States are responding to wealth concentration by closing loopholes and ending special tax benefits .
States from Hawaii to Connecticut responded to extreme wealth concentration this year by expanding taxes on the assets of the very wealthy — such as stocks, bonds, real estate, boats, and jewelry — while closing loopholes and ending other special tax benefits that shield many of these assets from state and local taxes.
These taxes are important because America’s wealth is concentrated in the hands of a relative few. The top 1 percent of households owns roughly 40 percent of the wealth, while the bottom 90 percent owns just 21 percent. This top-heavy structure reduces opportunity for millions of families — particularly Black and Latinx families and other families of color, who have faced barriers to building wealth due to the legacy of historical racism and the ongoing damage from racial bias and discrimination. State tax systems contributed to wealth concentration, as wealthy individuals and corporations used their power to shape state tax policies to their own benefit. But better state tax policies can be a powerful tool for sharing prosperity more broadly.
State and local governments depend mainly on income, sales, and property taxes. Low- and middle-income taxpayers pay a larger share of their income in sales and property taxes than the wealthiest taxpayers do. The opposite is generally true for state income taxes but, in most states, total state taxes ask the most of taxpayers who can least afford it. States can address the problem by strengthening their taxes on wealth, as many did this year
Estate and inheritance taxes. State taxes on inherited wealth apply only to the wealthiest individuals and are the main state taxes on wealth. Policymakers have weakened federal and state estate taxes in recent years and, now, the federal tax reaches fewer than 1 in 1,000 estates and state estate taxes are increasingly rare. But the trend towards cutting and eliminating state estate taxes appears to be slowing or possibly reversing.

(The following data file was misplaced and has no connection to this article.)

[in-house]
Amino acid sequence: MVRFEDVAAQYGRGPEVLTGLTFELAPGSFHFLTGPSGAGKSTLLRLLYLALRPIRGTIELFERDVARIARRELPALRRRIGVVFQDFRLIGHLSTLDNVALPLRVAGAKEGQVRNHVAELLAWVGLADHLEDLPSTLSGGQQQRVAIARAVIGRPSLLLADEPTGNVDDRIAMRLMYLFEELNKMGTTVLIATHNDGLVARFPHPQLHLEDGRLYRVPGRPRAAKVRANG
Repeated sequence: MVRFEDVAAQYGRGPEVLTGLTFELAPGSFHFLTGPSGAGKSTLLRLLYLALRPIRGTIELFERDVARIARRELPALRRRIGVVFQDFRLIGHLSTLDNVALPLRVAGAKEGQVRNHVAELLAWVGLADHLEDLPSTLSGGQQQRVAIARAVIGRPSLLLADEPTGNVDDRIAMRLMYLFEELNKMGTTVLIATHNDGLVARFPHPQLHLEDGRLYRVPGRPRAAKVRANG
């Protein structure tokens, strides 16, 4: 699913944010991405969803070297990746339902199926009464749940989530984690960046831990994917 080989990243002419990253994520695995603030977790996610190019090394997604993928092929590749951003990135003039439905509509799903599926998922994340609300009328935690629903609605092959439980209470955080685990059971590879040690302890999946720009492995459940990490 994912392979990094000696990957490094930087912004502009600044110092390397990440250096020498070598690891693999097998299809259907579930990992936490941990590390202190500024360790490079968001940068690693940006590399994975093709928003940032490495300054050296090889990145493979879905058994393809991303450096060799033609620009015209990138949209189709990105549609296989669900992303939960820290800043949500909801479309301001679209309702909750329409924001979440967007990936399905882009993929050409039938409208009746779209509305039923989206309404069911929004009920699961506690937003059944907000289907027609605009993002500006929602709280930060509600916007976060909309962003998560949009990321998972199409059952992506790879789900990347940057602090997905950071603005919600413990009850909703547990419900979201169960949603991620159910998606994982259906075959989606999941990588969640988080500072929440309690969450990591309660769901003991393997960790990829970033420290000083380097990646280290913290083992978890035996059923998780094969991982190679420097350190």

- In 2018, four of the five states that automatically set their exemptions from estate taxes equal to federal exemption levels rejected the major exemption increase included in the 2017 federal tax law.
- This year, Hawaii raised its estate tax by lowering its exemption level, while similar proposals in Maine and Minnesota received significant support but weren’t ultimately adopted.
- In addition, none of the perennial efforts to eliminate estate or inheritance taxes in the 17 states and Washington, D.C. that levy them succeeded this year or last.
Capital gains taxes.States can also build more broadly shared prosperity by strengthening their taxes on capital gains — the profits an investor realizes when selling an asset that has grown in value, such as stock, mutual funds, real estate, or artwork. Unlike the federal government, most states tax income from investments and income from work at the same rate. Only nine states tax all long-term capital gains at rates lowerthan ordinary income.
New Mexico and Vermont scaled back their special tax preferences for capital gains this year, while policymakers in Connecticut, Washington, and Wisconsin considered either doing the same or creating new capital gains surtaxes (higher tax rates on capital gains income than on income from wages, salaries, and other sources).
Mansion taxes. The property tax is mainly a local tax, but 39 states and Washington, D.C. levy either a state-level property tax or real estate transfer tax — a tax or fee that’s levied when parties transfer ownership of real property, such as when someone buys or sells a home. Only a handful levy a higher tax on high-value housing, often called a mansion tax. But, this year, Connecticut, New York, and Washington added higher rates at the top of their real estate transfer taxes. Connecticut will levy a 2.25 percent tax on homes valued at $2 million and above; New York added graduated taxes for houses with values starting at $2 million; and Washington will levy a 2.5 percent tax on houses sold for more than $5 million.
Many states will continue trying to close wealth-tax-related holes next year. Those efforts would help offset wealth concentration while raising revenues for investments that include education and health care and for income supplements such as state Earned Income Tax Credits that help families struggling to make ends meet.
Elizabeth McNichol is a senior fellow at the Center on Budget and Policy Priorities specializing in state fiscal issues including the economy’s impact on state budgets and long-term structural reform of state budget and tax systems. She also works on related state policy issues including estate taxes, pension funding and trends in income inequality